“Our position wasn’t created in a vacuum,” the company said in a statement to The New York Times. “It was guided by the foremost experts on this issue and by survivors themselves, all of whom have consistently told us that assuming someone wants the police involved, or pressuring them to do so, risks re-traumatizing them.”
Sandra Henriquez, chief executive of ValorUS, an association of rape crisis centers and sexual assault prevention programs that has long worked with Uber on policies related to sexual assault, sat in on one of the meetings with the Santa Clara district attorney’s office. She, too, told the district attorney that Uber should not share reports of sexual assault with the police.
“When survivors come forward and share something, they want to have control over who that information gets shared with,” she said. “That choice should belong to them and no one else.”
Ms. Henriquez had assumed that Santa Clara had dropped the matter — until The Times contacted her and Uber. In her mind, there are no circumstances in which Uber should reveal these incidents to law enforcement.
But after discussions with Uber and Ms. Henriquez, the mayor and the district attorney’s office still believe that Uber should report all such incidents to the authorities. And they said they would continue pressuring the company to do so.
Mr. Rosen, the district attorney, said the concerns of sexual assault victims must be balanced with the need for public safety. If Uber disclosed incidents to the police, he said, victims could still choose whether or not to talk to them.
He said the county had also had difficulty persuading colleges and universities in the area to report accusations of sexual assault. But all schools in the county, including Stanford University, have now agreed to do so.
“This is what I am looking for from Uber,” Mr. Rosen said. “It is in Uber’s interest to do this if it wants to be a positive part of society — just as it is in Stanford’s interest or the Catholic Church’s interest.”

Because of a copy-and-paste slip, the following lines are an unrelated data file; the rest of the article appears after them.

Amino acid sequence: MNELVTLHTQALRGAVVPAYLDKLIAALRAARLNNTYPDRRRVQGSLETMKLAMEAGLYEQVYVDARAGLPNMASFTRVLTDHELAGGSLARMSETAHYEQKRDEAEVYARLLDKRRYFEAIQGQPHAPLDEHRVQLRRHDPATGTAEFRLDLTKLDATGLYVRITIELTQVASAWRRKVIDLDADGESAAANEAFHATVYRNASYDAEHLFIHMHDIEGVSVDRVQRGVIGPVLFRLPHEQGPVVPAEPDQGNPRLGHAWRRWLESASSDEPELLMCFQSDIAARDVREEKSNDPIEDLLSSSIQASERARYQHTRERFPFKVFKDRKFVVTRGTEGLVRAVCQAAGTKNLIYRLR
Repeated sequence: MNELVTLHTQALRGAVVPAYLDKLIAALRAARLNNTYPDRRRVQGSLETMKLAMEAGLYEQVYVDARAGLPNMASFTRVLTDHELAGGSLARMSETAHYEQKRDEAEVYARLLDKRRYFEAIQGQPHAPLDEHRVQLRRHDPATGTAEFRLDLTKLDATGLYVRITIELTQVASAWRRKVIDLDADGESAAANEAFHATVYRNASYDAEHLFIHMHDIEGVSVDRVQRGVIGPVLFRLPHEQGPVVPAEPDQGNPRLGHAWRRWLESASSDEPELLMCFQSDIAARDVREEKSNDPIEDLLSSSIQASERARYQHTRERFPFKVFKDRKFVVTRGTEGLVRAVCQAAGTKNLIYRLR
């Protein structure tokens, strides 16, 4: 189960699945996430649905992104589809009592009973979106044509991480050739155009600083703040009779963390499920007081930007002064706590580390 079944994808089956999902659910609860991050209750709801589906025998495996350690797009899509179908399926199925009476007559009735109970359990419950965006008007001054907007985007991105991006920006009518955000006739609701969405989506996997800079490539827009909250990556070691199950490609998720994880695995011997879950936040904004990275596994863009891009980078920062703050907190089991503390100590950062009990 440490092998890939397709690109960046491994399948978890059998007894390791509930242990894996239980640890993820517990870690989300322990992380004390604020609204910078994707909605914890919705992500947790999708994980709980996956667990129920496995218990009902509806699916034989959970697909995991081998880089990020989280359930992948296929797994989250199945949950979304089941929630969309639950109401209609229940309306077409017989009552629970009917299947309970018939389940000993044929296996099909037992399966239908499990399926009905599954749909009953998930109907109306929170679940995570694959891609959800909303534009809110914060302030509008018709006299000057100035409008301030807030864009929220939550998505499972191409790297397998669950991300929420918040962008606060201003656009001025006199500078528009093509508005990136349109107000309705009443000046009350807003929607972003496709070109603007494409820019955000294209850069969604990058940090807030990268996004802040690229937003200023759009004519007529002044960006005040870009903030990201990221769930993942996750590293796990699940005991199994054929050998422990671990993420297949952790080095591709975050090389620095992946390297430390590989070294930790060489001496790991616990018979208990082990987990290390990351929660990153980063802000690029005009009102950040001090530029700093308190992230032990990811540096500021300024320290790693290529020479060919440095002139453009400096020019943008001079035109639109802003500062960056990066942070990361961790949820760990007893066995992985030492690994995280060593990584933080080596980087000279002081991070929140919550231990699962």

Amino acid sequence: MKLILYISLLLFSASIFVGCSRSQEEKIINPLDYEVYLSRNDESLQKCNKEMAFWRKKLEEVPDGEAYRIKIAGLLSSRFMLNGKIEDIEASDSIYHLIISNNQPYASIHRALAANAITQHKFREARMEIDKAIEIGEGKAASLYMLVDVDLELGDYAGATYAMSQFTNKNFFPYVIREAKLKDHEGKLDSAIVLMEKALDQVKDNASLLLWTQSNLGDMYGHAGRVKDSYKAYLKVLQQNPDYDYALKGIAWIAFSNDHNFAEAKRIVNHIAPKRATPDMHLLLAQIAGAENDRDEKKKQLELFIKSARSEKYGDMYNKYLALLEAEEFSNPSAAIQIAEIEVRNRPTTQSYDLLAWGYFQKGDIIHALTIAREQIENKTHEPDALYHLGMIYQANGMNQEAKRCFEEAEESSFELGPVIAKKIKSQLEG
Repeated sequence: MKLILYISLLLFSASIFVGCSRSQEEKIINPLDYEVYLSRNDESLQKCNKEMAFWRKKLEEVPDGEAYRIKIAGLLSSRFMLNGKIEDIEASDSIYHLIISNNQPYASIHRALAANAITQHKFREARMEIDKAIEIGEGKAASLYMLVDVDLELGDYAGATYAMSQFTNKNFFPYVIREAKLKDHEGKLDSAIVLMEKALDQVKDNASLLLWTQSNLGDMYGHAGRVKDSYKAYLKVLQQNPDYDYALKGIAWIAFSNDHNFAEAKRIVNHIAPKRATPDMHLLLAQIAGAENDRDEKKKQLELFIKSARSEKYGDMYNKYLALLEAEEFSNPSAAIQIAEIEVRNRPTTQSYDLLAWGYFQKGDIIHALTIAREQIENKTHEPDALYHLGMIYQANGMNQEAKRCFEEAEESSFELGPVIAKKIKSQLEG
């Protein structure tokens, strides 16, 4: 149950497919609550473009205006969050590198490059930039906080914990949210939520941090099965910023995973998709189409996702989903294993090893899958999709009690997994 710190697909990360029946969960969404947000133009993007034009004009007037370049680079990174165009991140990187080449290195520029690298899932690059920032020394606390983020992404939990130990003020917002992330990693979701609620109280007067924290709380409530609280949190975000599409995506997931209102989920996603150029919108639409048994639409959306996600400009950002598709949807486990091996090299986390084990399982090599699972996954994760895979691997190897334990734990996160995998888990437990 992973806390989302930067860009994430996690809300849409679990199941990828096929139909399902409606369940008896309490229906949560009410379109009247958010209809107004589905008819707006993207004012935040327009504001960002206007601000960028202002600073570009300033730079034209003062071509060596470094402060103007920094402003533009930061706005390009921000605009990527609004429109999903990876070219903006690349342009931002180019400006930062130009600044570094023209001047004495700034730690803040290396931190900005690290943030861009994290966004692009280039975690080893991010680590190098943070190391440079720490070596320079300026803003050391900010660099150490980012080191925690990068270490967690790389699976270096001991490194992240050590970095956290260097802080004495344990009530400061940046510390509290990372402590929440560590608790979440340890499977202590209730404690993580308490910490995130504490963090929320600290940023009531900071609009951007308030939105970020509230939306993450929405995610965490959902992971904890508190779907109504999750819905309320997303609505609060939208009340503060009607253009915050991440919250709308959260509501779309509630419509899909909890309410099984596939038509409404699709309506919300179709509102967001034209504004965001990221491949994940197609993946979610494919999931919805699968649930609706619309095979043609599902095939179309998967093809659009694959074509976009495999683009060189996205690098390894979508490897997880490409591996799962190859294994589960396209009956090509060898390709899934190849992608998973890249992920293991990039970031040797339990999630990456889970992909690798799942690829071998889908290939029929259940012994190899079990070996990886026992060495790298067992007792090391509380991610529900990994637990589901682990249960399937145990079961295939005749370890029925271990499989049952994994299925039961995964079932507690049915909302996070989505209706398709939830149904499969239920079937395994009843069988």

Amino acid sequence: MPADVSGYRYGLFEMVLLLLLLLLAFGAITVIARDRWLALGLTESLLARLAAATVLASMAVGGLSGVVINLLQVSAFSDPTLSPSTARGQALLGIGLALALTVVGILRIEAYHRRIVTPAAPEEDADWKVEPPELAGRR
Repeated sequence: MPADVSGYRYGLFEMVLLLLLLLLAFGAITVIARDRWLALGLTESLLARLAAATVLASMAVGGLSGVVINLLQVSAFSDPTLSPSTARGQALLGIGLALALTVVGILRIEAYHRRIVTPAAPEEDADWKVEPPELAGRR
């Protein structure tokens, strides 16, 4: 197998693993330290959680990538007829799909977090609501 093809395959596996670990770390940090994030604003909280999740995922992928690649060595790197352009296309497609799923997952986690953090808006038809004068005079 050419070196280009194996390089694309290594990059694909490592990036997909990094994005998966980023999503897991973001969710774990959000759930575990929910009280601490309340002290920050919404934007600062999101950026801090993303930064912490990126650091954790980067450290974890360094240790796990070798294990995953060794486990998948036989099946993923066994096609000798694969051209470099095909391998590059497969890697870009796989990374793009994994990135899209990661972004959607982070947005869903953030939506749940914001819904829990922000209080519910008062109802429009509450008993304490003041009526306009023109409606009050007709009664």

Mr. Rosen also questions whether Uber properly explains to victims that contacting the police is an option. It is surprising, he said, that so few victims report sexual assaults to the county.
An Uber spokesman said that beginning in 2020, some of the victims receive an email that provides a hotline number operated by RAINN and mentions the option to report to law enforcement.
“We believe the decision to report to law enforcement is entirely up to you. If you decide to report this to police, please provide law enforcement with our online portal address,” the email reads, according to the company. “You do not need to report to law enforcement in order to call the hotline number above.”
Mayor Liccardo, who was part of another meeting with Uber at the end of September, said the company should at least explicitly explain to victims that the company does not report sexual assault incidents to the police and that incidents will not be officially investigated or prosecuted unless the victims themselves notify law enforcement.
“It is astounding that we hear arguments from these companies couched in the language of protecting the agency and autonomy of sexual assault survivors, when in fact they are not giving information to survivors that explains how they can take action to ensure assailants are arrested and prosecuted,” he said.
Mr. Liccardo, who is a former criminal prosecutor, is exploring the creation of a city ordinance that would require Uber and other ride-hailing companies to report all incidents themselves. He said he planned to send a memo to the San Jose City Council this week that calls for this new city law.
Though Uber says it will not share personal details with the authorities, there may be other possibilities. When Uber settled with the California Public Utilities Commission, it agreed to share information on sexual assault and harassment to the California regulator in a way that keeps victims anonymous and provides a way for them to share more information if they choose to.
The district attorney is at least hoping for some sort of trial agreement. “We’re in Silicon Valley, so we’re big on trials and pilots,” Mr. Rosen said. “Let’s just see how it works.”